Game plan for Safety Play

After deciding to play a safe, a lot of players have no idea of what to do next. Listed below are some of the criteria I use for executing a safety and hints for good safety play.


  1. Snooker or hide opponent so he cannot shoot directly at the object ball.
  2. Do not put the object ball near a pocket.
  3. If the situation dictates that you cannot hide or snooker the opponent. Leave him a bank shot; preferably long one or a short bank with a bad angle.
  4. On certain safeties leaving a long straight in shot will work.
  5. Leave the cue ball on the rail or cushion, this will cut down the area on the cue ball he can hit.
  6. Another good safety is to leave your opponent over a ball (jacked up), where he is forced to elevate the butt of the cue.


  1. Travel of the cue ball or the object ball should be kept to a minimum. If both balls are travelling long distances they are harder to control. I usually pick one or the other, if I choose a cue ball safety I will hit object ball thin (little movement) then try to place the cue ball in a safe position. If I choose an object ball safe I will stop or stun the cue ball (little movement)? shooting the object ball to a safe position.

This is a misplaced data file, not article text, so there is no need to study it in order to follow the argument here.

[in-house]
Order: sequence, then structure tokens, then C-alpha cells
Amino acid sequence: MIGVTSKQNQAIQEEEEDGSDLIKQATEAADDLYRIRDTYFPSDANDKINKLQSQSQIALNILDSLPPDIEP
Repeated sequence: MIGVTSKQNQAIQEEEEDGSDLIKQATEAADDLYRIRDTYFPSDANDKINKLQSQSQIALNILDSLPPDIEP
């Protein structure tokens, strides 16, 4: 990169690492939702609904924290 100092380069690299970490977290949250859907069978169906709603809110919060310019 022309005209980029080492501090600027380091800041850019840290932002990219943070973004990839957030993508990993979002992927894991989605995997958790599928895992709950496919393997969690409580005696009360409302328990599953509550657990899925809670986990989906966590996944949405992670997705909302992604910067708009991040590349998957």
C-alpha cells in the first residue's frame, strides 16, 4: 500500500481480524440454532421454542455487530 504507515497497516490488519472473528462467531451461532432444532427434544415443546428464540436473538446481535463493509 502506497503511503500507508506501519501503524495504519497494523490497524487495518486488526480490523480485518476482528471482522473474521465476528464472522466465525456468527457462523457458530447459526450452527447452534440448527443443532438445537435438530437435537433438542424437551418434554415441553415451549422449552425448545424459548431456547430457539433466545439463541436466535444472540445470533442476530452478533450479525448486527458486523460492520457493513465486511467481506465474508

2. When shooting a soft safety where both balls are close together and will not travel far, use a very short stroke. Using a long stroke will make it difficult to stop the cue stick. Try this, using a long stroke, hit the cue ball and make it travel around?1 or 2 inches, very hard if not impossible to do. Now try the same shot with a very short stroke.

I cannot count the number of times I witnessed games being won with good safety. Defence is just as much a part of playing high-level pool as is running out. Armed with these criteria and hints I hope your safety play will improve.

Leave a Comment

Your email address will not be published. Required fields are marked *